A golden region

What makes Connecticut’s Gold Coast truly golden is the relationship among business, culture and history that plays out in each of its communities in different ways.

Several years ago, I took a summer flight from Tallahassee, Florida, to Westchester County Airport that, through a series of misadventures, required 12 hours instead of the usual two. With traffic backed up over the airport, our pilot headed north, noting a quilt of greenery that offset the light-dappled water and cerulean sky. The brown swampiness of Tallahassee fresh in my mind, along with the half-day ordeal, I was grateful to be almost home, seeing its environs as if for the first time.

“I never realized how beautiful this place is,” I said to my seatmate.

“This place” is “Connecticut’s Gold Coast,” as the southern or lower portion of Fairfield County is known. From Greenwich through Stamford, Darien, Norwalk, Westport, Fairfield and parts of Bridgeport to Stratford; and inland from New Canaan through Wilton, Weston and Easton to Trumbull and onto Redding and Ridgefield, the Gold Coast lies some 50 miles northeast of New York City on the Long Island Sound in the Nutmeg State’s “panhandle.” That geography would prove to be the Gold Coast’s destiny. 

“Its proximity to New York City offered an escape from city life, especially for affluent New Yorkers at the onset of the railroads in 1848,” says Debra L. Mecky, executive director and CEO of the Greenwich Historical Society. “The easy access the trains afforded transformed the towns along the coastline. Many wealthy business executives and industrialists built mansions in the Gold Coast region. The picturesque rolling hills, stone walls and lush landscapes, along with the expansive shoreline, offered recreational opportunities and relief from hot summers.”

This expansion of wealth would set a precedent and transform the area, for what makes the Gold Coast truly golden is the relationship among business, culture and history that plays out in each of its communities in different ways. So that Westport — which some experts believe was the actual inspiration for “The Great Gatsby” by F. Scott Fitzgerald, who honeymooned with wife Zelda near the town’s Compo Beach — is well-known as home to companies like Bridgewater Associates, Ray Dalio’s investment firm, and cultural institutions like the Westport Country Playhouse.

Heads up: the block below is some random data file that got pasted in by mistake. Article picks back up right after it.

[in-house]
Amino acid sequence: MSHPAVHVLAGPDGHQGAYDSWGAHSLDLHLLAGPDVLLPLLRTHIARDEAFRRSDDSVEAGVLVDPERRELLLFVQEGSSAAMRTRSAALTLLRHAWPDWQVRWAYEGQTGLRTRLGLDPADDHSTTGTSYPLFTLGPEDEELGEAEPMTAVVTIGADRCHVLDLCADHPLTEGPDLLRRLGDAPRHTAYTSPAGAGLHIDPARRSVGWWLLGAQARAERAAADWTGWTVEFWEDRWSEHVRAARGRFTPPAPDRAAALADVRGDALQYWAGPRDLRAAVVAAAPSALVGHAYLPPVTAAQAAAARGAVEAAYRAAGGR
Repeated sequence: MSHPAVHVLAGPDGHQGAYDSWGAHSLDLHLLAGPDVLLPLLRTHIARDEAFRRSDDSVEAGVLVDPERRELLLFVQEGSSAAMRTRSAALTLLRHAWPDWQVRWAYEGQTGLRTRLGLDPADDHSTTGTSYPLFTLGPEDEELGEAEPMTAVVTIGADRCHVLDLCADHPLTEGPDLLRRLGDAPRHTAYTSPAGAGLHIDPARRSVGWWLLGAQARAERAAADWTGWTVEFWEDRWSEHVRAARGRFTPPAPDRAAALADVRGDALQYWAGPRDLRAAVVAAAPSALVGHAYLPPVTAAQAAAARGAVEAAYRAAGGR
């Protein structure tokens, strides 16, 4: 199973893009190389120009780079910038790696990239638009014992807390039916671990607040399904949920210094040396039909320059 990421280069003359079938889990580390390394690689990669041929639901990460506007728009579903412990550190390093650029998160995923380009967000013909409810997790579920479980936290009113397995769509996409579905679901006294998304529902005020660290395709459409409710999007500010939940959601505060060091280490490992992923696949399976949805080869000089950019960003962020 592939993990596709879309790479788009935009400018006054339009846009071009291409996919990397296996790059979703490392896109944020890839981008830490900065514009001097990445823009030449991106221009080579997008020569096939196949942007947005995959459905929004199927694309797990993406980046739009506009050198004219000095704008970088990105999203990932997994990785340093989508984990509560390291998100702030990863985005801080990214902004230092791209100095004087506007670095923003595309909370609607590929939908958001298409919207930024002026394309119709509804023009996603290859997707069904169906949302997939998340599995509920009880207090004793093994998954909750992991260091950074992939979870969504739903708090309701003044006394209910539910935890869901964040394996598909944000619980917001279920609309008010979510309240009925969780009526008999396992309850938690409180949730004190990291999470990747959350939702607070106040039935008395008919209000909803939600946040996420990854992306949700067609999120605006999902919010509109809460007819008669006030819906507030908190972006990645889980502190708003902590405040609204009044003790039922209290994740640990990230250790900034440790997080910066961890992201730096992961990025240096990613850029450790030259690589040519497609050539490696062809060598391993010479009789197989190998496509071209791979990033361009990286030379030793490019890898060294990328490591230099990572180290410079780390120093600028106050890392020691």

“Many of the businesses attracted to the Gold Coast have executives and employees who are interested in the arts and culture,” Mecky adds. “Fortunately for residents of the Gold Coast, they are generous supporters.”

A multifaceted place

Perhaps nowhere is this symbiotic relationship more apparent than in Greenwich, the southwestern-most town in Connecticut, the largest on the Gold Coast and the one closest to New York City. It’s considered the most affluent town in one of the richest states in the country, with an average income of more than $700,000 and neighborhoods — Belle Haven, Backcountry, Old Greenwich, Riverside, to name a few — that are wistful, whispered bywords for wealth. Greenwich Avenue — known simply as “the Avenue” — is often compared to Beverly Hills’ Rodeo Drive. Equally well-known are the town’s glamorous attractions. Besides the Greenwich Historical Society, whose National Historic Landmark Bush-Holley House was the summer home of the Cos Cob Art Colony of American Impressionist painters; they include the Bruce Museum, open while undergoing a multimillion-dollar renovation; the Greenwich International Film Festival, whose May 25 Changemaker Gala will be emceed by the “Today” show’s Jenna Bush Hager; and Greenwich Polo Club, whose Sunday matches are open to the public June 5 through Sept. 11. Perhaps less well-known are the hedge funds underpinning such tourist treasures, including North Street Capital, Silver Point Capital and Viking Global Investors.